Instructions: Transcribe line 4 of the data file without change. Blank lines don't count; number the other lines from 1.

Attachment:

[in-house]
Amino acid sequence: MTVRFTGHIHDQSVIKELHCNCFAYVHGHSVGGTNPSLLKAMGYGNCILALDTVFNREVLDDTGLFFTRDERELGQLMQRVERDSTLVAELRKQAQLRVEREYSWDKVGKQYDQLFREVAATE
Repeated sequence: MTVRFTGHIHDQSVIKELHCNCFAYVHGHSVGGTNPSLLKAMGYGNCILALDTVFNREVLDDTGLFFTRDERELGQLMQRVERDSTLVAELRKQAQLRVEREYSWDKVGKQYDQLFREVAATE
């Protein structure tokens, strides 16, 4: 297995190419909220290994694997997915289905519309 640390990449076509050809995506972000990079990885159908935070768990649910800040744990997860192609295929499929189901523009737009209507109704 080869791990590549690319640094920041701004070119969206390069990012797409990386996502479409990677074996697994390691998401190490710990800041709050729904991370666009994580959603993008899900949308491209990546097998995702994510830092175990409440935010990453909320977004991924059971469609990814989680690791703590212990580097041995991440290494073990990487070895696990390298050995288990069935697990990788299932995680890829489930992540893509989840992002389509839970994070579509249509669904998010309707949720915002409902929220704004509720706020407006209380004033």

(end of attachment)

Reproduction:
């Protein structure tokens, strides 16, 4: 297995190419909220290994694997997915289905519309 640390990449076509050809995506972000990079990885159908935070768990649910800040744990997860192609295929499929189901523009737009209507109704 080869791990590549690319640094920041701004070119969206390069990012797409990386996502479409990677074996697994390691998401190490710990800041709050729904991370666009994580959603993008899900949308491209990546097998995702994510830092175990409440935010990453909320977004991924059971469609990814989680690791703590212990580097041995991440290494073990990487070895696990390298050995288990069935697990990788299932995680890829489930992540893509989840992002389509839970994070579509249509669904998010309707949720915002409902929220704004509720706020407006209380004033």